I grabbed the side of my car, steadying myself before I walked inside my house. The stabbing pain in my abdomen increased with every step, but I figured I'd feel fine by the time my kids came home from school.
Sweat poured down my face as I stumbled into the bathroom, dizzy and disoriented. I vomited several times, tears streaming down my face as I prayed for relief from my symptoms.
Relief didn't come, so I slowly walked to bed, positioning myself gently on the comforter. A burning, stabbing pain pierced my abdomen. I rolled to my left side, then my right, hoping to alleviate the continuous pain, but it persisted.
It was excruciating—worse than the time I had kidney stones, worse than the aftermath of my three C-sections.
I frantically racked my brain to remember if I had recently eaten some unhealthy food or strained myself doing something around the house. I thought about what was in my cupboard, wondering if maybe a new supplement or vitamin was the culprit. Then it hit me: It was my untreated hernia.
Years ago, my doctor had warned me that my hernia—a condition that results from internal tissues, an organ, or parts of the intestines pushing their way through a weak spot in nearby muscle—could get worse if I didn't treat it, but I foolishly ignored his advice.
He recommended I get a mesh implant to support the impacted tissue, but I was uninsured at the time and had three kids to raise, so surgery just didn't seem feasible.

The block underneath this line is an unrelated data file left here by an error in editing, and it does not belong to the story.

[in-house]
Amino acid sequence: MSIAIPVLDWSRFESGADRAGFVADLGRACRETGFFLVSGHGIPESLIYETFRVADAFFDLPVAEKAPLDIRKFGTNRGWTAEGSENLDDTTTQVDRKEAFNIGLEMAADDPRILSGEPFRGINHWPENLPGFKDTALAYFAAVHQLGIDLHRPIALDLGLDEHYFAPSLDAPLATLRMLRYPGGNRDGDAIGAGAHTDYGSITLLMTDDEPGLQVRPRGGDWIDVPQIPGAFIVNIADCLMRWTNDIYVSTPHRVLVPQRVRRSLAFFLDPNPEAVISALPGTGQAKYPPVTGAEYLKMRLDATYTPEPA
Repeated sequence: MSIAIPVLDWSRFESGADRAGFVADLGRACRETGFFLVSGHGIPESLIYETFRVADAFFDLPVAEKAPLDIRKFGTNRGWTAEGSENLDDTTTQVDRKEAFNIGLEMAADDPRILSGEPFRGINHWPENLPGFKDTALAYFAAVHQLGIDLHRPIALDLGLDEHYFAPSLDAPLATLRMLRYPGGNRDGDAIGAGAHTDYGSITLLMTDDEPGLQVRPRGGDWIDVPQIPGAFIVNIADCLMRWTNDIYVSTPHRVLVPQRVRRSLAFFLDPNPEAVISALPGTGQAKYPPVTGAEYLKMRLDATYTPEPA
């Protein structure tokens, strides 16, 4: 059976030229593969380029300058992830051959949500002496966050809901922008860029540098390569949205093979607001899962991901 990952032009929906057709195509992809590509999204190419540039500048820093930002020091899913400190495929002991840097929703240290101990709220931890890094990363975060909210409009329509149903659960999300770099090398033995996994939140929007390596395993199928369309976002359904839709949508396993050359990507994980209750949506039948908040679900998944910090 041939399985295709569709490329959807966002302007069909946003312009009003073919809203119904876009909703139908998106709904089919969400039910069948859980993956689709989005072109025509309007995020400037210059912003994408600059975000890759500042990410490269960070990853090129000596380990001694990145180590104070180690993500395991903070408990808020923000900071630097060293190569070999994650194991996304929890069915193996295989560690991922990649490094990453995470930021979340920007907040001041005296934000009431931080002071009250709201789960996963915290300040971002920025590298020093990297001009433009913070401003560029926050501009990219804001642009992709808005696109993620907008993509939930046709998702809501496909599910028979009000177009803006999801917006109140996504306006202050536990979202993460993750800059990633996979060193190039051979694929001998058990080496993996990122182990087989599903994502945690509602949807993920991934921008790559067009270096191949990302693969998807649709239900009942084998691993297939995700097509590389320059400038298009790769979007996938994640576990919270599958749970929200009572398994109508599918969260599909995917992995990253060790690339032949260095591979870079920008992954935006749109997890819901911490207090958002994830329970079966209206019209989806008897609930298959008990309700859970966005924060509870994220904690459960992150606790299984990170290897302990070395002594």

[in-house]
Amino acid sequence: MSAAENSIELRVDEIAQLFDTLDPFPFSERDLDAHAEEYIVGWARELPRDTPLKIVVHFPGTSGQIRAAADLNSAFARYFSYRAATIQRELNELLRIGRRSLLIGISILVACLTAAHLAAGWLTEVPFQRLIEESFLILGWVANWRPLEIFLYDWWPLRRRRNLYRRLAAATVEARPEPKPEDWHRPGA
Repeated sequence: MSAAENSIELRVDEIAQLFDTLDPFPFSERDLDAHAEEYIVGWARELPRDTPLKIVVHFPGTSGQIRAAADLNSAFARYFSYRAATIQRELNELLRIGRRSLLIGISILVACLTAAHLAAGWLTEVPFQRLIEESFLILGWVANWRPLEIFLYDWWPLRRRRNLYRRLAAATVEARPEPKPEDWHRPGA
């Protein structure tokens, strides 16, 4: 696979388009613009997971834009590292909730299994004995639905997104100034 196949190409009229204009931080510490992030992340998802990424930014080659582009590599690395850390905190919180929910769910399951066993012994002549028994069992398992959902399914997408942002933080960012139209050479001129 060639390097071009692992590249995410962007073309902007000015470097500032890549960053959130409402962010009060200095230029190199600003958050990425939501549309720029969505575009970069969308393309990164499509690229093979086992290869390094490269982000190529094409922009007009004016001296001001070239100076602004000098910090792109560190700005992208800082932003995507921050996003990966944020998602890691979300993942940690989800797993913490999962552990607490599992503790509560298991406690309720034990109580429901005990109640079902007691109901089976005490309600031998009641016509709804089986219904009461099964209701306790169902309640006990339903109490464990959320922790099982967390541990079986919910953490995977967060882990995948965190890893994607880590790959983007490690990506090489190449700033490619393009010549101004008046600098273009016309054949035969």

I regretted that decision now. I somehow managed to drive myself to the emergency room and let the nurses know I suspected an untreated hernia was the cause of my severe pain. A CT scanconfirmed my suspicions, but the news was scarier than I expected.
I had an incarcerated hernia, meaning it was trapped within the muscle wall, and it had become strangulated, so blood couldn't reach the affected tissue. I was told I needed emergency surgery as soon as possible.
I underwent open hernia repair surgery, and woke up surrounded by crying family members. A medical professional gently explained that I could have died if I had waited another 24 hours to go to the hospital. I had a severe infection in my colon that was going to require several weeks of antibiotics, and I needed to stay in the hospital for some time to recover.
The good news: I had successfully received a mesh implant crafted from polypropylene (the same material used to make certain types of home furnishings; I like to joke that I've outfitted my digestive system with modern decor).
It's been a year since the terrifying incident, and I'm insanely thankful I made it to the hospital in time. But I'm also frustrated with myself for not treating my hernia sooner. I likely could have prevented the entire situation from happening if I had taken my doctor's advice.
I hope my experience will encourage others to seek treatment for hernias, as well as educate themselves on the symptoms of a potentially dangerous complication like the one I had. This important information might just save your life.
This article first appeared on Health.com.